44 Dopaminergic Agents Intermittent (<2x/week) - Levodopa (Sinemet) eg. Sinemet CR 25/100 1 tab po qhs prn take as abortive therapy when symptoms arise Daily or almost daily (>3x/week) - Pramipexole (Mirapex) - Ropinirole (Requip) eg Pramipexole mg po qpm take 2 hours before symptoms are worst Silber MH et al. Mayo Clin Proc Silber MH et al. Mayo Clin Proc (2004) 79(7) :

45 Side Effects Nausea Nasal stuffiness Constipation Leg swelling Insomnia Sleepiness (caution driving) *Pathological gambling and compulsive behaviors

46 Second and Third Line Agents Gabapentin (Neurontin) - anticonvulsant Benzodiazepines (sedative hypnotics) - Clonazepam (rivotril / klonopin) - Lorazepam (ativan) - Diazepam (valium) Opioids - Codeine - Hydrocodone - Methadone* (Quinine obsolete)

47 REM BEHAVIOUR DISORDER (RBD)

48 REM Behaviour Disorder (RBD) No muscle atonia during REM sleep Ability to act out complex dream behaviour Bedpartner often the “victim” Age of onset: 50 – 60yrs. Males (90%) Usually opposite of waking personality Strongly associated with synucleinopathies - Parkinsonism/Parkinson’s - Lewy Body Dementia

49 Treatments for RBD Full EEG montage during PSG CT Scan, MRI – r/o lesions Securing the environment (mattress on floor, bed rails, restraints) Bedpartner sleeps in another room Rx – Clonazepam * (Melatonin) * (Pramipexole)

50 SLEEPWALKING vs. RBD Sleepwalking ▪ Stage N3 (NREM) ▪ No dream recall ▪ Children ▪ Not easily awakened REM Behaviour Disorder ▪ REM sleep ▪ Dream recall ▪ Adults (elderly) ▪ Easily awakened

51 NARCOLEPSY

52 Narcolepsy - DSM-5 Recurrent periods of irrepressible need to sleep, ≥ 3x/wk, ≥3 months Cataplexy* Hypocretin deficiency (CSF Hcrt- 1<110pg/mL) PSG – REM latency ≤ 15 min, or MSLT with SL ≤ 8 min and ≥ 2 SOREMPs

53 Narcolepsy “Pentad” Excessive Daytime Sleepiness –May fall asleep without warning, unusual situations Cataplexy (75%) –Flaccid muscle paralysis; eyes and diaphragm OK; pt. remains awake but paralyzed. Hypnagogic / pompic hallucinations (50-60%) –“Multimodal”. Often highly emotional, sexual, frightening Sleep Paralysis (50-66%) – Awakes unable to move anything but eyes. Can’t breathe voluntarily or talk. HH often occur. Disturbed nocturnal sleep

54 Excessive Daytime Sleepiness (EDS) Measure: Multiple Sleep Latency Test (MSLT) Measure: Multiple Sleep Latency Test (MSLT) Following an Nocturnal Polysomnogram (PSG) Following an Nocturnal Polysomnogram (PSG) Four or five 20 minutes naps at 2 hour intervals Four or five 20 minutes naps at 2 hour intervals Example: 9am, 11am, 1pm, 3pm Example: 9am, 11am, 1pm, 3pm Check for: 1) Avg. SOL & 2) REM sleep x2 Check for: 1) Avg. SOL & 2) REM sleep x2 Pathological Sleepiness = fall asleep < 8 mins + 2 or more SOREMPS Pathological Sleepiness = fall asleep < 8 mins + 2 or more SOREMPS * SOL = sleep onset latency * SOREMP = Sleep Onset REM period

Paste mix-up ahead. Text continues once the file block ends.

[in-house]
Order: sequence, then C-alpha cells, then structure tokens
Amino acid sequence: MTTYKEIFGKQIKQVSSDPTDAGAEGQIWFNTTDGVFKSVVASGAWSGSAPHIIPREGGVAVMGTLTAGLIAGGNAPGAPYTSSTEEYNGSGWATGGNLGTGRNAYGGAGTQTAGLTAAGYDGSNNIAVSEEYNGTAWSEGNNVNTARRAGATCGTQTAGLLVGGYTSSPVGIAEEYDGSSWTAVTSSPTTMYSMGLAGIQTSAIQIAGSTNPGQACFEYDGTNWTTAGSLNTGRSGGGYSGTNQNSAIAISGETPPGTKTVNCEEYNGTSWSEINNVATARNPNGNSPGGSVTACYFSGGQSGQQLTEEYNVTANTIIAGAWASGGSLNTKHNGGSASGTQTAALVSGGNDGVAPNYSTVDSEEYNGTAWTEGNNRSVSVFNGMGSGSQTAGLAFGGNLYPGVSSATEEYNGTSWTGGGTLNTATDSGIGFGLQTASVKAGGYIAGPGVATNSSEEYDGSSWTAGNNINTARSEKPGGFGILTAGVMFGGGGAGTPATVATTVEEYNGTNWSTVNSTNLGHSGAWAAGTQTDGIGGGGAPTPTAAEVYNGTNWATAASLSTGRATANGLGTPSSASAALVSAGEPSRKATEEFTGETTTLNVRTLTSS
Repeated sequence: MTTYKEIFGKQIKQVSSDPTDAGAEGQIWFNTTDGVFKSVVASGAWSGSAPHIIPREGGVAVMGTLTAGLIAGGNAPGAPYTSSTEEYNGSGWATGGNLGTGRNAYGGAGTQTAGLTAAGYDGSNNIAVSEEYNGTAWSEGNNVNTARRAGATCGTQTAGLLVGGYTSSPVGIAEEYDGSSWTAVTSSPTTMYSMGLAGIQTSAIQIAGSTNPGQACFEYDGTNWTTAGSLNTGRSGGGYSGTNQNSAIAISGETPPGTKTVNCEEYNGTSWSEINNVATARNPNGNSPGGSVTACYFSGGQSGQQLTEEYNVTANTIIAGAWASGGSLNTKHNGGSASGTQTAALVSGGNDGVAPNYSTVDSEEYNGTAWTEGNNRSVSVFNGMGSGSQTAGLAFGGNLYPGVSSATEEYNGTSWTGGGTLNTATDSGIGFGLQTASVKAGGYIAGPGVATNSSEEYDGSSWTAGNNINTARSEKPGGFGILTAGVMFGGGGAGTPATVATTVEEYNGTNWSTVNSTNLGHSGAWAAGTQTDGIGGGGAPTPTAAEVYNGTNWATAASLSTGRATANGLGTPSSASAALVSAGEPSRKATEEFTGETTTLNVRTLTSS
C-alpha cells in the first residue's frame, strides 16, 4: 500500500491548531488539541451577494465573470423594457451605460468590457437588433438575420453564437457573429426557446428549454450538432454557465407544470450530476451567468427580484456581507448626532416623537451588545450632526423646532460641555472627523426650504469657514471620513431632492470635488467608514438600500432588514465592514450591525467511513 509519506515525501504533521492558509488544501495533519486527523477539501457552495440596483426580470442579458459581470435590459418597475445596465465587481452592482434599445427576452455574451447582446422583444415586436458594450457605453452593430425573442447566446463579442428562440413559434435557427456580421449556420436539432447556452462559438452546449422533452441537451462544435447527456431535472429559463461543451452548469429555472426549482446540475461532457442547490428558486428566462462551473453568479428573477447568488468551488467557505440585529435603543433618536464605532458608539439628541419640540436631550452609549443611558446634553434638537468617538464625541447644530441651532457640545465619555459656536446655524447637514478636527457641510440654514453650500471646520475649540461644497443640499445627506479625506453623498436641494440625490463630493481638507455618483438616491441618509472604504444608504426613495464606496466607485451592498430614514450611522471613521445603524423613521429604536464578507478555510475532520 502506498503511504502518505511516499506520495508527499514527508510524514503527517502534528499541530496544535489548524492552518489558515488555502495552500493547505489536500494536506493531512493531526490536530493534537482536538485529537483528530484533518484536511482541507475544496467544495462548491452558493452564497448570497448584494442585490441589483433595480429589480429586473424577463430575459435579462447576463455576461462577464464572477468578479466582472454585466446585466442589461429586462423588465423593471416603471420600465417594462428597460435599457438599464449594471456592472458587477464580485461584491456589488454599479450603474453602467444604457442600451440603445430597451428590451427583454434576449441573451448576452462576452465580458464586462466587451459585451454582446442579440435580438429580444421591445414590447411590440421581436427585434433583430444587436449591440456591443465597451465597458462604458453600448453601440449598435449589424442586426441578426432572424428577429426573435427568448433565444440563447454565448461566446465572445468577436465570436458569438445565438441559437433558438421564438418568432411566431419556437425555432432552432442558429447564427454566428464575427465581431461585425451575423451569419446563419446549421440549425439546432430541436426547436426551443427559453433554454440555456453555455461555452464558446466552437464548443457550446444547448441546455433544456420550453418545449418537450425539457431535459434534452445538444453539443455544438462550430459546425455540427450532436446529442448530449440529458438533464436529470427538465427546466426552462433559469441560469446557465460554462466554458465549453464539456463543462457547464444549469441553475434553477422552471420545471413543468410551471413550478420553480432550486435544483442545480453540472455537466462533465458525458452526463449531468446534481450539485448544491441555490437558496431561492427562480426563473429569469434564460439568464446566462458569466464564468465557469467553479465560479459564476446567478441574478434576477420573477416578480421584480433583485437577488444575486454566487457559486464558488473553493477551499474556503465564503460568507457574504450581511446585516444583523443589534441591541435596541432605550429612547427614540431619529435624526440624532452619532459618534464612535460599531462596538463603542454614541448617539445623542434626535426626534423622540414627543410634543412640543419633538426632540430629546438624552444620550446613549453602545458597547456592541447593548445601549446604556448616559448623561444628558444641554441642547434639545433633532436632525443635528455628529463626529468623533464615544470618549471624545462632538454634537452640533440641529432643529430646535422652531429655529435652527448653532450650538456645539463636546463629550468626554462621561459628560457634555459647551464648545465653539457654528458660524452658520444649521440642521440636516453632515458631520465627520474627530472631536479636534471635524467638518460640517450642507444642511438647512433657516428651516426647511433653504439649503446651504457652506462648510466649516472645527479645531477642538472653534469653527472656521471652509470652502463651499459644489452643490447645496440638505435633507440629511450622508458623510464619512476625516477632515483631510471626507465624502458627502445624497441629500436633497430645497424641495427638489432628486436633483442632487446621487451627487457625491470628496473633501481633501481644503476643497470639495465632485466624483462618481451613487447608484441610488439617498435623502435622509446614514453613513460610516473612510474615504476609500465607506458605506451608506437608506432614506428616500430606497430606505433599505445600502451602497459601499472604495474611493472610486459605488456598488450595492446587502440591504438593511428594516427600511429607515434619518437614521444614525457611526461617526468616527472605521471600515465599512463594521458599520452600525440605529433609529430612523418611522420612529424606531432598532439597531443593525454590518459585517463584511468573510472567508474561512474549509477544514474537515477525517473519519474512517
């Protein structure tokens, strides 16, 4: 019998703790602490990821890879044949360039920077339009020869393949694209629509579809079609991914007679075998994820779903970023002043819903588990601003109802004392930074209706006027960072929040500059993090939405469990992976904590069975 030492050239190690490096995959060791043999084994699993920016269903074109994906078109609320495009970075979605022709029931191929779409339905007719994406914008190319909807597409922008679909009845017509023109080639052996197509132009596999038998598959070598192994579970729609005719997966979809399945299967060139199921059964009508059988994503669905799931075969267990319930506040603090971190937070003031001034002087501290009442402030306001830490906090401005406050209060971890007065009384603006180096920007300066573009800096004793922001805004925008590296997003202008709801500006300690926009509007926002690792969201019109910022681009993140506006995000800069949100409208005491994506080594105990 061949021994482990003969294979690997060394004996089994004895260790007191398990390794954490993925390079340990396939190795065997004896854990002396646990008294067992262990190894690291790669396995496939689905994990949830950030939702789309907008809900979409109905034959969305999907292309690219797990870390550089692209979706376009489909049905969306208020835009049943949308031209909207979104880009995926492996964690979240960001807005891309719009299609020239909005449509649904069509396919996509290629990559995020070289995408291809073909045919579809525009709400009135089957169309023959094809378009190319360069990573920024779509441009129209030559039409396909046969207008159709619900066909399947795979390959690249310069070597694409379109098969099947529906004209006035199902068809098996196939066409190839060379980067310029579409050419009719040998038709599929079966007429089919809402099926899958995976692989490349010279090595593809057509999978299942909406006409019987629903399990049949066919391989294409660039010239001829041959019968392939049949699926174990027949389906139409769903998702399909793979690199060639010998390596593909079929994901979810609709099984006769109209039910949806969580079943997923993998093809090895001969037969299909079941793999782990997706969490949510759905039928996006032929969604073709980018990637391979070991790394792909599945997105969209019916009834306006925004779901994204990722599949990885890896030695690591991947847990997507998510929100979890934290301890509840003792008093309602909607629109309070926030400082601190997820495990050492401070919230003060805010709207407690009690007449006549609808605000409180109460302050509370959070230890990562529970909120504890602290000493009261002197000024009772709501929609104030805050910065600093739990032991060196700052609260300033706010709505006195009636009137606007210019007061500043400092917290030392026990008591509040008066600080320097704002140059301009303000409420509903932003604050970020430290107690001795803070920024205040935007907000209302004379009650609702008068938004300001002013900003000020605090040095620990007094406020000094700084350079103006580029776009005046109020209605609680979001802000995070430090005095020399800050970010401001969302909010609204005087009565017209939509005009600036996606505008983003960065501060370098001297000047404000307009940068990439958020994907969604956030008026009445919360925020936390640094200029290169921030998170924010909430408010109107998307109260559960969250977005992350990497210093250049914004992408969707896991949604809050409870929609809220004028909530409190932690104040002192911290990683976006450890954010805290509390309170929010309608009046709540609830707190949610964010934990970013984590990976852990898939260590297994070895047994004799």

55 MSLT interpretation BOB Nap 1Nap 2Nap 3Nap 4 Nap mins10 mins9 mins20 mins 20 mins REMNo REMNo REMNo REM No REM Bob’s Avg. SOL = 12.8 mins, 1 REM period JANE Nap 1Nap 2Nap 3Nap mins2 mins1 min3 mins REMNo REMREM No REM Jane’s Avg. SOL = 1.9 mins, 2 REM periods CAROL Nap 1Nap 2Nap 3Nap 4 20 mins20 mins20 mins20 mins Carol’s Avg. SOL = 20 mins, no sleep, no REM periods

56 Markers of Narcolepsy Hypocretin/Orexin 90-95% of narcolepsy with cataplexy – are CSF hypocretin deficient HLA DQB1*0602 – strongly associated with hypocretin deficiency (95%) HLA DQA1*0102 HLA DRB1*1503

57 Cataplexy Sudden onset of full or partial skeletal muscle weakness or paralysis Is preceded by heightened emotion such as laughter, anger or excitement Lasts seconds to minutes Results from abnormality of the REM sleep system

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60 Narcolepsy Treatment Rx: Stimulant medication - Modafinil (Alertec) - Methylphenidate (Ritalin) - Dexedrine Education: EDS is not their fault Therapeutic napping REM suppressant medications for cataplexy - SSRI – e.g. Fluoxetine - Sodium Oxybate (GHB) - Xyrem

61 INSOMNIA

62 INSOMNIA DISORDER (DSM-5) Dissatisfaction with quality/quantity of sleep, ≥1 of following symptoms: - Problems initiating sleep - Difficulty maintaining sleep - Early morning wakenings Dissatisfaction with quality/quantity of sleep, ≥1 of following symptoms: - Problems initiating sleep - Difficulty maintaining sleep - Early morning wakenings Clinically significant distress Clinically significant distress ≥3 nights/week, ≥3 months ≥3 nights/week, ≥3 months Not due to substance, medical condition, inadequate sleep time. Not due to substance, medical condition, inadequate sleep time.

63 Insomnia Sleep Deprivation – “Hypoarousal” - decreased metabolism - decreased body temperature - lethargy - short sleep onset times Insomnia – “HYPER-arousal” night + day - increased metabolism - increased body temperature - anxiety, agitation

64 Suggestions Elucidate CAUSE/contributing factors - Stressor? - Substances – Caffeine? Alcohol? Nicotine? - Circadian factors? - Medical/Sleep – thyroid? RLS? Meds? - Psychiatric – Depression? Anxiety? Stress Behavioral factors/Sleep hygiene

65 Treating insomnia: Personal Sleep Hygiene Maintain a regular wake/sleep schedule. Refrain from taking naps. Avoid caffeine after mid-afternoon. Exercise - but not within 3 hours of bedtime. Establish a relaxing routine before bedtime. Use the bedroom for sleep activities. Avoid clock watching Set environment (light, noise, temperature) at comfortable levels.